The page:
100 Years of Automotive Ads
By Jim Heimann and Phil Patton
Henry Ford jump-started the age of the automobile with the first assembly-line car in 1908: the Model T. Over the next century the automobile evolved from chugging workhorse to tail fin–era showboat to sleek status symbol, complete with sleek hood ornament. Initially a novelty item, the car grew into a necessity of the modern age, and a vector of freedom on the open road.
20th Century Classic Cars offers a lush visual history of the automobile, decade by decade, via 400-plus print advertisements from the Jim Heimann Collection.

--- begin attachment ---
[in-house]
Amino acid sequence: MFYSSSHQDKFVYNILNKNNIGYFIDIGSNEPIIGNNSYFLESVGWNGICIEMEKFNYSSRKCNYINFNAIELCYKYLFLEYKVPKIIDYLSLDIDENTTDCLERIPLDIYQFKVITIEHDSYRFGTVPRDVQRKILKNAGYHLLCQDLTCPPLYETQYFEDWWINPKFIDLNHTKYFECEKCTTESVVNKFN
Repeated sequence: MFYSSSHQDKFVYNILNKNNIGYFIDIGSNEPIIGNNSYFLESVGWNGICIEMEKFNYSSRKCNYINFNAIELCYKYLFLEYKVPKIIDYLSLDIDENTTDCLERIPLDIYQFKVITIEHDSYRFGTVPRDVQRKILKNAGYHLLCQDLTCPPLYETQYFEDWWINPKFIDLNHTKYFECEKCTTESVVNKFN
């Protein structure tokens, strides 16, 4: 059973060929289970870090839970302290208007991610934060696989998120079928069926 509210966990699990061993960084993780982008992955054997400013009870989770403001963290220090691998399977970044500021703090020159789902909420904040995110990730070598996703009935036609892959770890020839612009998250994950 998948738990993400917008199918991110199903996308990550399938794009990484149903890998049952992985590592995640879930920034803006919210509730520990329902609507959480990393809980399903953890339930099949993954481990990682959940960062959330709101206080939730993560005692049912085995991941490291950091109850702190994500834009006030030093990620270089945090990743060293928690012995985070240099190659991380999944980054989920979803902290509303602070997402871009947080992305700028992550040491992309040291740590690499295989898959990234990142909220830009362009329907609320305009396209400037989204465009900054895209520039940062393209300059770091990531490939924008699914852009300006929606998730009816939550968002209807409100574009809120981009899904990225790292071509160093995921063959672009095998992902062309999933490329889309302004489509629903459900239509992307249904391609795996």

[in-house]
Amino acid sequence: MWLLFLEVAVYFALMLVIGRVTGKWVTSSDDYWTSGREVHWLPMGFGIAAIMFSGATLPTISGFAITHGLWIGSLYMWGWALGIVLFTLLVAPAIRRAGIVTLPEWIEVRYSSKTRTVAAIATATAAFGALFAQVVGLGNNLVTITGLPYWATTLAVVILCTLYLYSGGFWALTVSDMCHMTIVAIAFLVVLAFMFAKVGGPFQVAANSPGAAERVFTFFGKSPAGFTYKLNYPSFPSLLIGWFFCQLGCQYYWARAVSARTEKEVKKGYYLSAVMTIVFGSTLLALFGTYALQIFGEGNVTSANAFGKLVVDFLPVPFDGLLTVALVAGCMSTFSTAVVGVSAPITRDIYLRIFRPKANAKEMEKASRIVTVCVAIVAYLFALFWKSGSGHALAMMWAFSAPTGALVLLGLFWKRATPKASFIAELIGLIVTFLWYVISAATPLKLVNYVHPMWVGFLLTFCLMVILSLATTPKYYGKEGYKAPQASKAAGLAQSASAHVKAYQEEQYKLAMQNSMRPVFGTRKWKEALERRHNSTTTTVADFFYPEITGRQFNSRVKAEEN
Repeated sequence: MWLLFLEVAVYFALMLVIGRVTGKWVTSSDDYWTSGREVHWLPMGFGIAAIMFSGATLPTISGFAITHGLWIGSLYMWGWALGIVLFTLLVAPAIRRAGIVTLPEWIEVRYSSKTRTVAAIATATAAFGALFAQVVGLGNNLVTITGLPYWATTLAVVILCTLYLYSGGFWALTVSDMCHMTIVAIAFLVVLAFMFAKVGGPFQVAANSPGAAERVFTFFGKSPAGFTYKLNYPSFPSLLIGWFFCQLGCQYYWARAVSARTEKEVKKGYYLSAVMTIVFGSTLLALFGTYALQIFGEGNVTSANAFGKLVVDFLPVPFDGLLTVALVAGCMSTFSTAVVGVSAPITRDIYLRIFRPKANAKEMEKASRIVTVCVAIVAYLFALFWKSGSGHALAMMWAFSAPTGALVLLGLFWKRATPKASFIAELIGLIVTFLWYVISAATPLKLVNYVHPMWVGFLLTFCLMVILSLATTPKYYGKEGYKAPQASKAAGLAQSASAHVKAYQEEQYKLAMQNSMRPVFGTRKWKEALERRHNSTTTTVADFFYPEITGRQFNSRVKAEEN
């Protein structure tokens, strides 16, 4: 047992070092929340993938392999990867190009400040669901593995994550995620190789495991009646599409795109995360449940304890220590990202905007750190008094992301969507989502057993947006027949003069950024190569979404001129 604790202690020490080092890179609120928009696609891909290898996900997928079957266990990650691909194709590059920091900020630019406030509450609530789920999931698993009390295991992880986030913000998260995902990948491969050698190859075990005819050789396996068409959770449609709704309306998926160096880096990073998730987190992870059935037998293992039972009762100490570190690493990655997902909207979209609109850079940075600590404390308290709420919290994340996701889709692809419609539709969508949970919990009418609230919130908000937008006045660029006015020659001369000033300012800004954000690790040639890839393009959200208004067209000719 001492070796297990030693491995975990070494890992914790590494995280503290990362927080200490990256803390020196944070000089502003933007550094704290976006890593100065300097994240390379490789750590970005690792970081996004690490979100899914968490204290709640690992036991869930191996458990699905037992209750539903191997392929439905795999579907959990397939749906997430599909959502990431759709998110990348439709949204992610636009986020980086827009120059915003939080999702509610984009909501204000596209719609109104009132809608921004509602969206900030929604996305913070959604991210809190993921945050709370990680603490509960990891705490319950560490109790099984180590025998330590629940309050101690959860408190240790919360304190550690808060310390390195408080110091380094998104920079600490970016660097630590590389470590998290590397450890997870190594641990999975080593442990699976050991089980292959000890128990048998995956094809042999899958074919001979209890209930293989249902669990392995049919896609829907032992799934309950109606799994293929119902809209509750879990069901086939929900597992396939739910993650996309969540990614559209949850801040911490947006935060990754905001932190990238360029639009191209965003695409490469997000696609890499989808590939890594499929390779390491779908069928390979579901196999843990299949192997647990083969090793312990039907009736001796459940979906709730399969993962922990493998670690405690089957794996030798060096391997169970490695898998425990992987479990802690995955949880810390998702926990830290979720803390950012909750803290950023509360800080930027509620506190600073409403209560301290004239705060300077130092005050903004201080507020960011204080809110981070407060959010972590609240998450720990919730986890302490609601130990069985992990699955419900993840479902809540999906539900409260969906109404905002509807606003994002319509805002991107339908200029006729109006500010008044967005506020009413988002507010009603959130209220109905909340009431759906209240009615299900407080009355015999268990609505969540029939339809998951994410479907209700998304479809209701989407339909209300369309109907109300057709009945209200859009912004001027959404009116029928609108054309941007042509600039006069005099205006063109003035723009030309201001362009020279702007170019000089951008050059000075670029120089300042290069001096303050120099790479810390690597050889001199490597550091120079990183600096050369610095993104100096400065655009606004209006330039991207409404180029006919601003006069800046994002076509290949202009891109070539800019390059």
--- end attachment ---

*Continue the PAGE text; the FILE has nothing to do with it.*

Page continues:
Using imagery culled from a century of auto advertising, this book traces the evolution of the auto from horseless carriage to rocket on wheels—and beyond. With an introduction and chapter text by New York Times automotive writer Phil Patton, as well as an illustrated timeline, this volume highlights the technological innovations, major manufacturers and dealers, historical events, and influence of popular culture on car design. Time-travel through the Automobile Age with a collection that puts you in the driver’s seat.
Sized at 5.8 x 8 inches, this compact format is anything but skimpy. Hard bound with jacket and more than 500 pages, the books in Taschen's Bibliotheca Universalis series are a great value for the book collector looking to curate a rich library of art.
Hardcover with jacket
“A brisk spin down a Madison Avenue memory lane, automotive division… A worthwhile addition to the library of anyone interested in autos, ads, or auto ads.”
— The New York Times, New York